Had Forrest been ordered to execute Johnston’s plan, the second part of the space and time defense equation would have been met. To finish the equation, Forrest would have to attack the railroad at more than one location simultaneously. Forrest had made use of this tactic in previous raids. Sherman’s greatest apprehension for the success of his campaign was Forrest receiving the very orders that Johnston’s request had asked to be issued. General Forrest’s record shows that he was successful in these types of operations and there is no reason to believe he could not carry this mission to success. If Sherman’s lines of communication, his one railroad, had been consistently disrupted or even destroyed what options could Sherman entertain?

Jomini’s theory of the space and time strategy allows for three possible courses of action open to the attacker in response to his threatened lines of communication. General Jomini believed that these three courses were inclusive of all variations. The first, likely the least viable for Sherman, is the drawing of reinforcements from areas outside the immediate theater of operations. This response requires time to concentrate and organize a new force to defend or open the lines. Sherman had over 100,000 men and 35,000 animals in his force. He wrote home in June, “I wish we could make an accumulation of stores somewhere near, but the railroad is taxed to its utmost to supply our daily wants.” The disruption of Sherman’s railroad would not have to have been of long duration for his forces to be in jeopardy. There would not have been time enough for the first response to be employed. The second option allows for the attacker to draw troops from his main attacking force in an attempt to defend or reopen his lines. This course weakens the main attacking force and subjects the second force to consistent attacks by the defender. The third course of action, the most desirable for the defender, is the retreat of the attacking force along its lines of communication. This virtually guarantees the reopening of the attackers lines but at the least delays his attainment of his primary goal. It is quite possible, through the defender going on the offensive, that the attacker’s campaign could be altered or even negated. The offensive tactics available to the defender, when the attacker opts for the second or third response, are material for another article.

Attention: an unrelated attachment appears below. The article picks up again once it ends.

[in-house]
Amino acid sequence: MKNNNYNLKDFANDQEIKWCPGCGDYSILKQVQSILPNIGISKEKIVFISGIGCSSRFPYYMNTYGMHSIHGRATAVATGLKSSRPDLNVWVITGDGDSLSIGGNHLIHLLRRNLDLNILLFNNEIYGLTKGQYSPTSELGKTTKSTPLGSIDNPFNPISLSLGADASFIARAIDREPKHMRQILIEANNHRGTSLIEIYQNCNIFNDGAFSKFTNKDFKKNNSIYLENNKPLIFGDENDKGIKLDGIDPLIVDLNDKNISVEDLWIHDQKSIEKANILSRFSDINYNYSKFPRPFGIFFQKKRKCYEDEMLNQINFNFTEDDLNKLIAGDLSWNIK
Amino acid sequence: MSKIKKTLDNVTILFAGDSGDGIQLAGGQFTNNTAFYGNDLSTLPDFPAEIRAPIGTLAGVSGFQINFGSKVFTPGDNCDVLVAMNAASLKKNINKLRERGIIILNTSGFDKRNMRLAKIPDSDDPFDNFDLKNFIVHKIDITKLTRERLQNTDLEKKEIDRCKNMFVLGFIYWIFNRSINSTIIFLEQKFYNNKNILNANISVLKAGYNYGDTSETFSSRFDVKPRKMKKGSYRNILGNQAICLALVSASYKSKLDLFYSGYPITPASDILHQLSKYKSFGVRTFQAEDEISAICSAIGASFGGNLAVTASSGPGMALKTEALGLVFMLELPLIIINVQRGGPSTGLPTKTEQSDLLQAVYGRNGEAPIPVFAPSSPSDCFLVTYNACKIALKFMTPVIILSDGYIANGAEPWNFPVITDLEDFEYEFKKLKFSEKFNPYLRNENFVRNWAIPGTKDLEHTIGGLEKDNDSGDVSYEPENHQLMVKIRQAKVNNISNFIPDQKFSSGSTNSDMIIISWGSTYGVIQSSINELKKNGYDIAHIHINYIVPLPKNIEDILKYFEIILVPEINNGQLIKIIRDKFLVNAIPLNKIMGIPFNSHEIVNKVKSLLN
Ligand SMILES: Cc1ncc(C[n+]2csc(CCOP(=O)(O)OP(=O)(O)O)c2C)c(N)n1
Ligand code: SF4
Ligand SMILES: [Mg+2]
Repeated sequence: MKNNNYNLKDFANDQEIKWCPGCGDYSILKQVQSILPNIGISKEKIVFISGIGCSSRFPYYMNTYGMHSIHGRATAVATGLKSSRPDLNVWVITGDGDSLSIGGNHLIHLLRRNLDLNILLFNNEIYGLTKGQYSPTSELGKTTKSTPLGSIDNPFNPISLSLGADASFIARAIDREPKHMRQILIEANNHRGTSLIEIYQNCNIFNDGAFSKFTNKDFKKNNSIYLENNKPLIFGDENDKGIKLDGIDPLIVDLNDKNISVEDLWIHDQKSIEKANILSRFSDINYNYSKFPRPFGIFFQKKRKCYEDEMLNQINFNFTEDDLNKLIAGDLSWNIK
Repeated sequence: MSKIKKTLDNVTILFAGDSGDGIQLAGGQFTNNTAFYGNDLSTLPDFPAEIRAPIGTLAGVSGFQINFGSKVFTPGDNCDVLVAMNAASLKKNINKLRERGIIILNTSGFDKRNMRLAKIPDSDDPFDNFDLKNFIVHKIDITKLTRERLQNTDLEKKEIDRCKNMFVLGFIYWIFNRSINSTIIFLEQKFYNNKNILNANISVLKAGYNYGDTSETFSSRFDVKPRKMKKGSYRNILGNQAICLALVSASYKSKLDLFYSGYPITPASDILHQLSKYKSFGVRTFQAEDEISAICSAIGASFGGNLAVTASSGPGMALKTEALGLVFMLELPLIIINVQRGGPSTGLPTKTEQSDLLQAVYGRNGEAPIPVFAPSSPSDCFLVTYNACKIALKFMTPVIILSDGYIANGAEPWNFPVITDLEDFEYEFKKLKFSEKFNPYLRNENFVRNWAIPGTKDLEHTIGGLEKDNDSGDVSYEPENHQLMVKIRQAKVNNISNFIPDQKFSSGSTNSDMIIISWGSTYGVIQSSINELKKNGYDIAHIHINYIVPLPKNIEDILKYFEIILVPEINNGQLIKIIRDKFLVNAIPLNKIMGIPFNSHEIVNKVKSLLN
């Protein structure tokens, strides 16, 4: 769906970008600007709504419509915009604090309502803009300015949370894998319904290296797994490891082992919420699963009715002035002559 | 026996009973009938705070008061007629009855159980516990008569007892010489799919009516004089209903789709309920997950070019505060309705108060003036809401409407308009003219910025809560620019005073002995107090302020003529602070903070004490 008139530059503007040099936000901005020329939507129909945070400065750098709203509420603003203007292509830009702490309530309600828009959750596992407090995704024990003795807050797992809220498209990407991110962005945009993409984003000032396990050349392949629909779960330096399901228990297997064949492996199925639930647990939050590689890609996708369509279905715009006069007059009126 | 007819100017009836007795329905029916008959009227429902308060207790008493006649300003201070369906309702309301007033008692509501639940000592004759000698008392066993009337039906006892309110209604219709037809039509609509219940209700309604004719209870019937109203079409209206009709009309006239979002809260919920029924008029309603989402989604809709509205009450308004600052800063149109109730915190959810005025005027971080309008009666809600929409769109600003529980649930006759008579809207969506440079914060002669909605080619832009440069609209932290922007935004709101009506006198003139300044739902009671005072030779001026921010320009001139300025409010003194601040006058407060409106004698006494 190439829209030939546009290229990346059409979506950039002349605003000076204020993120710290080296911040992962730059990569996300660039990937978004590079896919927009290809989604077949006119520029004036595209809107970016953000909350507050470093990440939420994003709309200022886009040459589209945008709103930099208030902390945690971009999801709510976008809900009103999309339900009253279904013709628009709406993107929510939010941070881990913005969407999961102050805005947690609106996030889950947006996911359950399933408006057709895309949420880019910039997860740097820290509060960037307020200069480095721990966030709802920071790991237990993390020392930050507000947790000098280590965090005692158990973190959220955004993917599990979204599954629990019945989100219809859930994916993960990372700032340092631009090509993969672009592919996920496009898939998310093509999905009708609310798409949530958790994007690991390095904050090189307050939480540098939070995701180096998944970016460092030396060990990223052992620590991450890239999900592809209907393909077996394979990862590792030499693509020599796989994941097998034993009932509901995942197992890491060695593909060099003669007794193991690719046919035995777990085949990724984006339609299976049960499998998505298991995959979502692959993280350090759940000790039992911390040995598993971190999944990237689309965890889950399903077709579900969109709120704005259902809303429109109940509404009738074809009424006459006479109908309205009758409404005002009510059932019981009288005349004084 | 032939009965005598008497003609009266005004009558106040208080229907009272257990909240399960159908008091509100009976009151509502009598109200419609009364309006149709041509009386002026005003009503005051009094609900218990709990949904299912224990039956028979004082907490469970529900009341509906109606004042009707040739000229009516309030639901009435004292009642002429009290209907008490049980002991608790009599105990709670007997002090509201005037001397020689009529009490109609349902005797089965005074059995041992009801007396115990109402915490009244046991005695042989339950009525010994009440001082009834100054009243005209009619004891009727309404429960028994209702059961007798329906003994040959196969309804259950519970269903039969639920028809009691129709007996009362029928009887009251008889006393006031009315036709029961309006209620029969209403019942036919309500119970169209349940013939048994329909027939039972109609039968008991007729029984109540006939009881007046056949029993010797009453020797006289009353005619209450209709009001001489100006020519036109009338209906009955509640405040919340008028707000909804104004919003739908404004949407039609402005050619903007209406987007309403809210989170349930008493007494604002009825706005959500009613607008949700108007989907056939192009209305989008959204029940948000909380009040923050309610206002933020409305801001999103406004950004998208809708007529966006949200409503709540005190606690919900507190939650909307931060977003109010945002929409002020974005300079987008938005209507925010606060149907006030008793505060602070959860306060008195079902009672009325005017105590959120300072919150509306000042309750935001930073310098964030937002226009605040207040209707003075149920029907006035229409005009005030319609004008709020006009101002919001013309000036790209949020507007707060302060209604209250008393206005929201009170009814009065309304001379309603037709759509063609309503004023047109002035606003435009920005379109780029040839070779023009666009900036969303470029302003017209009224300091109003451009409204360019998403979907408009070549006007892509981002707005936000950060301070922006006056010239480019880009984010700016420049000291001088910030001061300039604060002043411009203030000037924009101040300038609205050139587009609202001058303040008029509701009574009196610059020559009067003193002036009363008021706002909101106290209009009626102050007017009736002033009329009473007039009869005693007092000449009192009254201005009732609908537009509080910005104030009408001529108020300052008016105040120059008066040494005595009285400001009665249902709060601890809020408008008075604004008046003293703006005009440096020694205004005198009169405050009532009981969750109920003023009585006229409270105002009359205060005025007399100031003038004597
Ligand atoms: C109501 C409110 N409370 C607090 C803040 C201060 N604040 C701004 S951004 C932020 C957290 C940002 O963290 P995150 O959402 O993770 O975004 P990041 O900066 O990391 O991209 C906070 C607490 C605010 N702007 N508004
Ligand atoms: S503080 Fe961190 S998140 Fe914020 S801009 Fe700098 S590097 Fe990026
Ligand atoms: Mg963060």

Had the Confederacy employed the space and time defense against General Sherman’s invasion, it is quite probable that the fall of Atlanta would have at the very least been delayed. It is even possible that Atlanta’s capture could have been prevented. Many credit the fall of Atlanta for the re-election of President Lincoln in 1864. How many “what ifs” exist if McClellan had won the election?

The Confederacy had no coordinated defensive strategy. Given the tremendous handicap in manpower and resources that faced the South, I believe this lack of any such strategy was a fatal flaw. The “offensive-defensive” strategy of Davis was in fact one of dispersed defense. By attempting to defend widely dispersed areas, Davis weakened the overall defensive ability of the Confederacy. General Jomini’s space and time defensive strategy was seemingly tailored for the Confederacy. The strategy does not require large armies, a benefit to the manpower-short South. The defensive typically does not require the resources of the offensive, an aid to the South’s supply situation. The ground of the South, being extremely advantageous to the defense, would have been utilized fully for that purpose. With their lack of a coordinated defensive strategy, any such strategy would have been an advantage to the Confederacy. Though there may be other defensive strategies that the South could have employed, I submit that Jomini’s space and time defensive strategy is the best of these alternatives. I will not state unequivocally that Jomini’s strategy would have changed the fortunes of the Confederacy in the war. I will, however, say that if the strategy had been employed from the beginning the possibility exists.